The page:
Broadcast news outlets often show horrific footage of a lone victim being bludgeoned because of some actual or perceived political difference, and for extra effect, give the story more attention when the pummelers and the pummeled are of different races.
An underreported component of those stories, though, is that the number of bystanders dwarfs that of the attackers, yet hardly anyone ever lifts a finger to get involved. A prime example is a video of one man viciously beating another to near unconsciousness on a subway train while about 35 onlookers sit idly by.
But do you know who does get involved and breaks up such fights, saving not only broken bones but also lives? The police do.
Much like how soldiers defend our country, police officers defend our streets. After blaming the former through most of the 1960s and 1970s for their direct involvement in the much-maligned Vietnam War, Americans of all political stripes — doves and hawks alike — sounded the clarion to “support our troops!”
Regrettably, such gratitude is rarely afforded to our men and women in blue who risk their lives every second they wear the uniform — not only when they answer a call, but even when they stop for a cup of coffee.
In fact, subsets of the modern American left continuously try to one-up the other by intensifying the absurdity of their proposals. Apparently, “defund the police!” wasn’t enough; now the prompt in some circles is to abolish law enforcement altogether.
Paradoxically, all of that takes place as headlines abound with tragic stories about random mass shootings in schools, movie theaters, supermarkets, you name it.
The obvious solution is not only to retain existing officers but to hire a lot of new ones.
But wholesale dumping of blue uniforms to address rioting crowds isn’t much of an answer; the solution ought to be proactive, not reactive. We need to take back our cities one block at a time, and the way to do it is with community policing.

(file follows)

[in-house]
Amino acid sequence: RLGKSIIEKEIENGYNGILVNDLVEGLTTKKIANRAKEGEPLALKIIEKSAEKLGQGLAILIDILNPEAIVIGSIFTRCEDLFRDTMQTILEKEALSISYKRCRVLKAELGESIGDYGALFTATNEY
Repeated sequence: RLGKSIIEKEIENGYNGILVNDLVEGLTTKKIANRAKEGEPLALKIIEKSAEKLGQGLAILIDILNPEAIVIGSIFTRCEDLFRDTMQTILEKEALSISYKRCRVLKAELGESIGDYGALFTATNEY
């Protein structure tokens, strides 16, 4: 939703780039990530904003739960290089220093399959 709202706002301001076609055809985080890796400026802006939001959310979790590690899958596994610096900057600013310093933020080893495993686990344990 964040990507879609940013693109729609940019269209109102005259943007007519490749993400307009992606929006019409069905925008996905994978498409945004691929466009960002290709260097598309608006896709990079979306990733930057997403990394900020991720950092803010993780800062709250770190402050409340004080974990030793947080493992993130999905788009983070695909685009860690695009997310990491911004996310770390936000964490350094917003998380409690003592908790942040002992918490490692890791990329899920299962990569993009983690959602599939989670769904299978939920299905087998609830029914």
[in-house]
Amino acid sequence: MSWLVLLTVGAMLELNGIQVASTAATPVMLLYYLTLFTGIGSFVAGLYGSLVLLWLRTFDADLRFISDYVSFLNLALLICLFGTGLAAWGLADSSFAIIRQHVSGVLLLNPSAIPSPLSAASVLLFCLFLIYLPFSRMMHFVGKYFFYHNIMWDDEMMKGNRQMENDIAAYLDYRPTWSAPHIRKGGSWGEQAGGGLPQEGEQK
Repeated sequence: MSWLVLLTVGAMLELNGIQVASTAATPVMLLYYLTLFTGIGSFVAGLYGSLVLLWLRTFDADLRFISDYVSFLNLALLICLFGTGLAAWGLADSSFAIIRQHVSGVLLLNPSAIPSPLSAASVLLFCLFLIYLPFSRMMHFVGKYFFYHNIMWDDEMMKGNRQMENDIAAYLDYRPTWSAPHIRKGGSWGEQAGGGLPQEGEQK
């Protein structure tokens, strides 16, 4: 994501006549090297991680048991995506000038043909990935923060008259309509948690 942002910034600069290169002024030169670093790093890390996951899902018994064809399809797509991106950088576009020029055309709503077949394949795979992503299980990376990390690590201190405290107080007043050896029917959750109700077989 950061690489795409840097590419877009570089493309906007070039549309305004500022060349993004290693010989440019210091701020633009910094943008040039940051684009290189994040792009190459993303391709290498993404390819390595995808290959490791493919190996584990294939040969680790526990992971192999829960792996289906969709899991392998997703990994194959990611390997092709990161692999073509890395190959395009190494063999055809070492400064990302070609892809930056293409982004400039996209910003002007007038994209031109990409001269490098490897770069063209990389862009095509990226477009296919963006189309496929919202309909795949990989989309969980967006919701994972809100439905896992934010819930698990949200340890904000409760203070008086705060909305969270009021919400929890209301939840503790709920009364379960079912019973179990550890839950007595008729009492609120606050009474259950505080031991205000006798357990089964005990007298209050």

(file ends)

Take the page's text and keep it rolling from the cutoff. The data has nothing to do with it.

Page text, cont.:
Parents are in charge of their households; they don’t ask random adults on the street to come over and make sure the kids finish eating their vegetables. Teachers control their classrooms; they too do not run outdoors to find someone who can teach fractions and decimals.
Why, then, do some strangers show up when there’s a mugging or a shooting, dressed and armed like they’re about to storm the palace and effectuate a coup?
Police officers need to thrive in the neighborhoods they serve. To see and be seen at schools, in parks, on the streets, and in the corner stores. They should be on a first-name basis with the neighbors, and especially with the children, who must grow up understanding and appreciating that just as most human beings as a whole are good people, so are most cops.
And we need a lot of community police officers. Does anyone complain that there are simply too many nurses, teachers, firefighters or ice cream truck drivers?
Crimefighters deserve that same regard. Rather than feeling oppressed at the sight of a neighborhood cop, residents should learn to feel safe, even cozy.
Will there be some bad cops in the mix? Sadly, of course. But there will be no room for them in a tightly knit community of civilians and police.
Growing up in New York City, I remember “Officer Joe” (played by Joe Bolton) smiling and in uniform hosting children’s cartoon shows on television. I also befriended an actual policeman named Jim who watched us kids climb rocks and play tag in the park at lunchtime.
Unfortunately, within a decade, that neighborhood had devolved into one big crack den. Not so coincidentally, Officer Joe was long gone from TV and Officer Jim had long been reassigned out of the park.
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